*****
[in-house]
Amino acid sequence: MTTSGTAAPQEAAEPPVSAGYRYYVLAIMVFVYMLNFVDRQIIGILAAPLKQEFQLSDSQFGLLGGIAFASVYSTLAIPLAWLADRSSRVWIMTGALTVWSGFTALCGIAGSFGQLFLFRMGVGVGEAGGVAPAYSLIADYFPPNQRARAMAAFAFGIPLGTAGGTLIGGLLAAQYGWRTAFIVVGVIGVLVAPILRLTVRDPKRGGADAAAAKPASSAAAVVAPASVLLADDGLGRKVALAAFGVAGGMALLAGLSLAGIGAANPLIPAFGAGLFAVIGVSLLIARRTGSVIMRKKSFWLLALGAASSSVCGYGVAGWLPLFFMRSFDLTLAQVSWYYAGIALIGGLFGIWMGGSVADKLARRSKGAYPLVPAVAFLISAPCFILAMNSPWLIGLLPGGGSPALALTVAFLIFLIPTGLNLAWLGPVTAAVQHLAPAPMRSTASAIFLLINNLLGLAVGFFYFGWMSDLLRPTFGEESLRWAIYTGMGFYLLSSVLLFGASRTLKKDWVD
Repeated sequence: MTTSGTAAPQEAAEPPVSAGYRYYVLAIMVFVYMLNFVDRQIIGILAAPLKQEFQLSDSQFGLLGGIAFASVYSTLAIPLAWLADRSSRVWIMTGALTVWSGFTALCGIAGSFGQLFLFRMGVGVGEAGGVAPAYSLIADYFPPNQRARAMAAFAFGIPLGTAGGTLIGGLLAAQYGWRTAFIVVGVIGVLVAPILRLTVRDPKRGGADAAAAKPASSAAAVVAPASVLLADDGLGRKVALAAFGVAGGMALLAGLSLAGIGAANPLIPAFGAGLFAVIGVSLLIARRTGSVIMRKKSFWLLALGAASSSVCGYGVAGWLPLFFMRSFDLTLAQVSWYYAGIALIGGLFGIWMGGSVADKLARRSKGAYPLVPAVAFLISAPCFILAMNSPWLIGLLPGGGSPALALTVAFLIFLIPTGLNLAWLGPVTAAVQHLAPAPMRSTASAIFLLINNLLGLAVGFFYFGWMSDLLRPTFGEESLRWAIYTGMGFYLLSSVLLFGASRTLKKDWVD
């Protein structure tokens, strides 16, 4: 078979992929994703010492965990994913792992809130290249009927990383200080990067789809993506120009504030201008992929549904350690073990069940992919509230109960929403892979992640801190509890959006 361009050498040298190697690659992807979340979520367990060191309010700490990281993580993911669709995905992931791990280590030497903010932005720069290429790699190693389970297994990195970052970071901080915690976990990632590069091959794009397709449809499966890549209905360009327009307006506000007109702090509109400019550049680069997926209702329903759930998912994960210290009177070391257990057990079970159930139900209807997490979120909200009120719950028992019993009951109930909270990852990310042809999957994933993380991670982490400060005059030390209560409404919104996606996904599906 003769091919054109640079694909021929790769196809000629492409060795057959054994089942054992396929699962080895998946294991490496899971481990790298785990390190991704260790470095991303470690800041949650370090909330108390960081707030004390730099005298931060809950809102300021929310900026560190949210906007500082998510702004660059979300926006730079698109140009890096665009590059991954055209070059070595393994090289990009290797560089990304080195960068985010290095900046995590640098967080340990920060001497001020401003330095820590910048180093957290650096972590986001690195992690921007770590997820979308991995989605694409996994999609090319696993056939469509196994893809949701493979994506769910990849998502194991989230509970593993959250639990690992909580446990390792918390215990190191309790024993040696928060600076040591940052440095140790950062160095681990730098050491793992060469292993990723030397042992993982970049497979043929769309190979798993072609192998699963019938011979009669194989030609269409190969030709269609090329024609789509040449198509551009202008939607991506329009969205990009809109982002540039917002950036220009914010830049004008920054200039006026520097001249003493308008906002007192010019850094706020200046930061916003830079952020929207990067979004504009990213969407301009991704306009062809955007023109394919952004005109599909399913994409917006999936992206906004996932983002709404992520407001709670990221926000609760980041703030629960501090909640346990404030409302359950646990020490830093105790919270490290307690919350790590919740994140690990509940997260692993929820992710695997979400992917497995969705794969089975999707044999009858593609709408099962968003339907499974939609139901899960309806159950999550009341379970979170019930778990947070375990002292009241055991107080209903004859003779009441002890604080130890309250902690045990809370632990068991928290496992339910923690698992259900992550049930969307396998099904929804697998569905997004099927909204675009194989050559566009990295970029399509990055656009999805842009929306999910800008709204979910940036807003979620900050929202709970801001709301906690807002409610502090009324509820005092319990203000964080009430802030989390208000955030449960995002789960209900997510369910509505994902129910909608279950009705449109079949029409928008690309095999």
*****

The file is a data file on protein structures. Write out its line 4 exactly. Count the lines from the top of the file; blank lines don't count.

């Protein structure tokens, strides 16, 4: 078979992929994703010492965990994913792992809130290249009927990383200080990067789809993506120009504030201008992929549904350690073990069940992919509230109960929403892979992640801190509890959006 361009050498040298190697690659992807979340979520367990060191309010700490990281993580993911669709995905992931791990280590030497903010932005720069290429790699190693389970297994990195970052970071901080915690976990990632590069091959794009397709449809499966890549209905360009327009307006506000007109702090509109400019550049680069997926209702329903759930998912994960210290009177070391257990057990079970159930139900209807997490979120909200009120719950028992019993009951109930909270990852990310042809999957994933993380991670982490400060005059030390209560409404919104996606996904599906 003769091919054109640079694909021929790769196809000629492409060795057959054994089942054992396929699962080895998946294991490496899971481990790298785990390190991704260790470095991303470690800041949650370090909330108390960081707030004390730099005298931060809950809102300021929310900026560190949210906007500082998510702004660059979300926006730079698109140009890096665009590059991954055209070059070595393994090289990009290797560089990304080195960068985010290095900046995590640098967080340990920060001497001020401003330095820590910048180093957290650096972590986001690195992690921007770590997820979308991995989605694409996994999609090319696993056939469509196994893809949701493979994506769910990849998502194991989230509970593993959250639990690992909580446990390792918390215990190191309790024993040696928060600076040591940052440095140790950062160095681990730098050491793992060469292993990723030397042992993982970049497979043929769309190979798993072609192998699963019938011979009669194989030609269409190969030709269609090329024609789509040449198509551009202008939607991506329009969205990009809109982002540039917002950036220009914010830049004008920054200039006026520097001249003493308008906002007192010019850094706020200046930061916003830079952020929207990067979004504009990213969407301009991704306009062809955007023109394919952004005109599909399913994409917006999936992206906004996932983002709404992520407001709670990221926000609760980041703030629960501090909640346990404030409302359950646990020490830093105790919270490290307690919350790590919740994140690990509940997260692993929820992710695997979400992917497995969705794969089975999707044999009858593609709408099962968003339907499974939609139901899960309806159950999550009341379970979170019930778990947070375990002292009241055991107080209903004859003779009441002890604080130890309250902690045990809370632990068991928290496992339910923690698992259900992550049930969307396998099904929804697998569905997004099927909204675009194989050559566009990295970029399509990055656009999805842009929306999910800008709204979910940036807003979620900050929202709970801001709301906690807002409610502090009324509820005092319990203000964080009430802030989390208000955030449960995002789960209900997510369910509505994902129910909608279950009705449109079949029409928008690309095999």